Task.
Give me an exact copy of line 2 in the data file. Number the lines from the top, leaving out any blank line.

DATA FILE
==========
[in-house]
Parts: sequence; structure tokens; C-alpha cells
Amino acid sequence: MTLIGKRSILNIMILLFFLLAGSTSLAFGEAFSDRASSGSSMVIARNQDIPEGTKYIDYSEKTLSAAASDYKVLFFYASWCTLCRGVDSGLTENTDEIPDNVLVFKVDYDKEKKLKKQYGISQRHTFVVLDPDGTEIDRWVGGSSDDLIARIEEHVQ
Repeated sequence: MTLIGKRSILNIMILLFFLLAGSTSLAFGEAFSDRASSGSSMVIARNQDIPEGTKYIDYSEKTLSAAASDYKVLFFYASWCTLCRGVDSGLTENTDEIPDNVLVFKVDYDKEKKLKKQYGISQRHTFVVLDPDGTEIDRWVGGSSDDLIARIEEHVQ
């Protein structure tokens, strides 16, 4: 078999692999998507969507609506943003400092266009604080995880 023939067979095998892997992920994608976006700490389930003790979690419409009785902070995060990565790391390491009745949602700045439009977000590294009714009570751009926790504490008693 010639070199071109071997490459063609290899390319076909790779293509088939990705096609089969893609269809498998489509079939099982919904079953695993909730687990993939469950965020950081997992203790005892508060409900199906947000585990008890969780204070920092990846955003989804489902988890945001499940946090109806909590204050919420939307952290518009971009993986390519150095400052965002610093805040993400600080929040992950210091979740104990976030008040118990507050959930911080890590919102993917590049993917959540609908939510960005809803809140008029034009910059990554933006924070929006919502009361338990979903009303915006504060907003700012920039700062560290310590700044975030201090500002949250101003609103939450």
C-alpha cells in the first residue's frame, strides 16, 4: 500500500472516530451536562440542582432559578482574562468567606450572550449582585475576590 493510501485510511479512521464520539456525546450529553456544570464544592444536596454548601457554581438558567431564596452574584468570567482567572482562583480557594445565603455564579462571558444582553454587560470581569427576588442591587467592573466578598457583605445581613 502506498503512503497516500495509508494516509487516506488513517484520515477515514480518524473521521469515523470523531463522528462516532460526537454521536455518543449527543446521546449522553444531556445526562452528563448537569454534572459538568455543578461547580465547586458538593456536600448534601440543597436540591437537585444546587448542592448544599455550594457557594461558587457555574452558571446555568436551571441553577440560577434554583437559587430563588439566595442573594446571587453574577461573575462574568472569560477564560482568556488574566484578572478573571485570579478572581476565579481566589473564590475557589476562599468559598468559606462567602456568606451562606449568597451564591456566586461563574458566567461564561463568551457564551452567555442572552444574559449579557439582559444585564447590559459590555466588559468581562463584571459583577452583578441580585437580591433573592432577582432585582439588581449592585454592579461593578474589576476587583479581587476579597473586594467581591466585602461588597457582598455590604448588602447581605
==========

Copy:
Parts: sequence; structure tokens; C-alpha cells